Moll AC, Imhof SM, Cruysberg JRM, Schouten-van Meeteren AYN, Boers M, Van Leeuwen FE: Incidence of retinoblastoma in children born after in-vitro fertilisation. Lancet 2003; 361: 309–10. MEDLINE
e11.
Orstavik KH, Eiklid K, van der Hagen CB et al.: Another case of im-printing defect in a girl with Angelman syndrome who was conceived by intracytoplasmic sperm injection. Am J Hum Genet 2003; 72: 218–9. MEDLINE
e12.
Yoon G, Beischel LS, Johnson JP, Jones MC: Dizygotic twin pregnancy conceived with assisted reproductive technology associated with chromosomal anomaly, imprinting disorder, and monochorionic placentation. J Pediatr 2005; 146: 565–7. MEDLINE
Gemeinsamer Bundes­aus­schuss, Siegburg: Prof. Dr. rer. nat. Bertelsmann
Kassenärztliche Bundesvereinigung, Berlin: Dr. med. de Carvalho Gomes, Dr. med. Mund
Medizinischer Dienst der Spitzenverbände der Krankenkassen, Essen: Dr. med. Bauer
AOK-Bundesverband, Bonn: Dr. med. Matthias
1. Schirren C et al.: Unerfüllter Kinderwunsch – Leitfaden Reproduktionsmedizin für die Praxis. Köln: Deutscher Ärzte-Verlag 2003; 3. Auflage.
2. Seifer I, Amat S, Delgado-Viscogliosi P, Boucher D, Bignon YJ: Screening for microdeletions on the long arm of chromosome Y in 53 infertile men. Int J Androl. 1999; 22:148–54. MEDLINE
3. De Rycke M, Liebaers I, Van Steirteghem A: Epigenetic risks related to assisted reproductive technologies. Hum Reprod 2002; 17: 2487–94. MEDLINE
4. Queißer-Luft A, Spranger J: Fehlbildungen bei Neugeborenen. Dtsch Arztebl 2006; 103(38): A 2464–71. VOLLTEXT
5. Lie RT, Lyngstadaas A, Orstavik KH, Bakketeig LS, Jacobsen G, Tanbo T: Birth defects in children conceived by ICSI compared with children conceived by other IVF-methods; a meta-analysis. Int J Epidemiol 2005; 34: 696–701. MEDLINE
6. Rimm AA, Katayama AC, Diaz M, Katayama KP: A meta-analysis of controlled studies comparing major malformation rates in IVF and ICSI infants with naturally conceived children. J Assist Reprod Genet 2004 ; 21: 437–43. MEDLINE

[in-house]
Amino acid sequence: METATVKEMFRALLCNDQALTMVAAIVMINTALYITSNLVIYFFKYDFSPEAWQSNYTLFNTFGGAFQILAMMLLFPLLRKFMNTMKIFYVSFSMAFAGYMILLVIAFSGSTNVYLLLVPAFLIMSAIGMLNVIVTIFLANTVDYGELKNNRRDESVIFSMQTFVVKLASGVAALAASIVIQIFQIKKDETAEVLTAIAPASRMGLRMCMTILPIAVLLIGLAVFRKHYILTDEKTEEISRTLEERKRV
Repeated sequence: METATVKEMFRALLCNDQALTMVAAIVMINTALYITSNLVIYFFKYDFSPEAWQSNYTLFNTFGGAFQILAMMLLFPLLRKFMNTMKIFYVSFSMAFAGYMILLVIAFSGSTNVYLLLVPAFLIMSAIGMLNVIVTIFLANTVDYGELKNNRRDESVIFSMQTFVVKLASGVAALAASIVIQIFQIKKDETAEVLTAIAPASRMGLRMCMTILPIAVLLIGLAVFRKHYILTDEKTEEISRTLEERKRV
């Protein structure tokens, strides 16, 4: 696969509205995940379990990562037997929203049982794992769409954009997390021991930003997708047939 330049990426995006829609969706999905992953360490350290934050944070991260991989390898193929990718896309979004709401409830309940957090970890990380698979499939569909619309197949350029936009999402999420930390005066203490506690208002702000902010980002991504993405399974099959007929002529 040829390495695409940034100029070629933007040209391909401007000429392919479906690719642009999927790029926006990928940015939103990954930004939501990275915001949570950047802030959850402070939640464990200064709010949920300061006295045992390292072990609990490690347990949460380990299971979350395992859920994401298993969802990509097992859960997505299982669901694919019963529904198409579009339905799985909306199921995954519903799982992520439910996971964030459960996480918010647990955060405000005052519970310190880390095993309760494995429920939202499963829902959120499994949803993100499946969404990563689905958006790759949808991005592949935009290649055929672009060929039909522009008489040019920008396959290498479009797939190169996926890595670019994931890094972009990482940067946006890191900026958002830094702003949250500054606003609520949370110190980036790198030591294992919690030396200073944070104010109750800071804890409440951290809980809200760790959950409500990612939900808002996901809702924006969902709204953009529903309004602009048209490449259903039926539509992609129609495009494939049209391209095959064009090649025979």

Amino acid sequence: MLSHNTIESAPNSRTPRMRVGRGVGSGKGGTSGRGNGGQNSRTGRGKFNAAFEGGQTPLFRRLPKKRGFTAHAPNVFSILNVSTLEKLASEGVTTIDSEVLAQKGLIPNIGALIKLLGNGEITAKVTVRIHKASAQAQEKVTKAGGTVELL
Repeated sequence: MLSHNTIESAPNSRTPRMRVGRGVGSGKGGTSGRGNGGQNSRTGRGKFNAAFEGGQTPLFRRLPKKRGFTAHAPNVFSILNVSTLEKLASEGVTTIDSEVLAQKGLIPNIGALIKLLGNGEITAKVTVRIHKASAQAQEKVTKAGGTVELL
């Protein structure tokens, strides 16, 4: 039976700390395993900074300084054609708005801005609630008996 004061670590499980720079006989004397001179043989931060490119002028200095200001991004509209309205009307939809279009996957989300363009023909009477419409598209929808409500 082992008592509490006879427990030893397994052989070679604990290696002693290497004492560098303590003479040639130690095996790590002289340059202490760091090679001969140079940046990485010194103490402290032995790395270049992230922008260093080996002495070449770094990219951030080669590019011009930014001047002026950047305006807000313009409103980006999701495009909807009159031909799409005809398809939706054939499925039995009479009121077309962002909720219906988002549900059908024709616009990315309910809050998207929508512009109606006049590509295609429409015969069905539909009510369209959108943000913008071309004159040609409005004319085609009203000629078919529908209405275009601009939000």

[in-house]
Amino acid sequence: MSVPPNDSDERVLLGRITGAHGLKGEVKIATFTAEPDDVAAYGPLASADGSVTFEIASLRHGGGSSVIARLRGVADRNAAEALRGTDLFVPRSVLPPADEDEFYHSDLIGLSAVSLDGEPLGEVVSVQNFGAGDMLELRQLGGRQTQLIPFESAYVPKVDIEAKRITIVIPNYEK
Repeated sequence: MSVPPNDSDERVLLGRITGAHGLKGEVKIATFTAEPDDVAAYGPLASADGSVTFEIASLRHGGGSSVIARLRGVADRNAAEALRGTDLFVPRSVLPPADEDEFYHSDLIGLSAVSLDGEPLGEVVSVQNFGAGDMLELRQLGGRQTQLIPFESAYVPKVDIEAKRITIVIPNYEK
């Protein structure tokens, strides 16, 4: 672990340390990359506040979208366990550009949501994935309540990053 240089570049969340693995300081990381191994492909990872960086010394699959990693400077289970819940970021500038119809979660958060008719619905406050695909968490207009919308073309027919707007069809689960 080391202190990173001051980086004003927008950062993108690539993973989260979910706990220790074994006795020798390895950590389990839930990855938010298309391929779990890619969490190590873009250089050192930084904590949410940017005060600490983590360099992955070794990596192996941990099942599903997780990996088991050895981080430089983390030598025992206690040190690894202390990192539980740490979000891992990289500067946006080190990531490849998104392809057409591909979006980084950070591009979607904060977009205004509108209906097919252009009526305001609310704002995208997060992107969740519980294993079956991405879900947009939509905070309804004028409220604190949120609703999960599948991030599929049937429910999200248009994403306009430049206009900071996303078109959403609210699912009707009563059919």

7. Hansen M, Bower C, Milne E, de KN, Kurinczuk JJ: Assisted reproductive technologies and the risk of birth defects – A systematic review. Hum Reprod 2005; 20: 328–38. MEDLINE
8. Bonduelle M, Liebaers I, Deketelaere V et al.: Neonatal data on a cohort of 2 889 infants born after (1991–1999) and of 2 995 infants born after IVF (1983–1999). Hum Reprod 2002; 17: 671–94. MEDLINE
9. Bonduelle M, Bergh C, Niklasson A, Palermo GD, Wennerholm UB: Medical follow-up study of 5-year-old children. Reprod Biomed Online 2004; 9: 91–101. MEDLINE
10. Bonduelle M, Wennerholm UB, Loft A et al.: A multi-centre cohort study of the physical health of 5-year-old children conceived after intracytoplasmic sperm injection, in vitro fertilization and natural conception. Hum Reprod 2005; 20: 413–9. MEDLINE
11. Bowen JR, Gibson FL, Leslie GI, Saunders DM: Medical and developmental outcome at 1 year for children conceived by intracytoplasmic sperm injection. Lancet 1998; 351: 1529–34. MEDLINE
12. Hansen M, Kurinczuk JJ, Bower C, Webb S: The risk of major birth defects after intracytoplasmic sperm injection and in vitro fertilization. N Engl J Med 2002; 346: 725–30. MEDLINE
13. Katalinic A, Rosch C, Ludwig M: Pregnancy course and outcome after intracytoplasmic sperm injection: a controlled, prospective cohort study. Fertil Steril 2004; 81: 1604–16. MEDLINE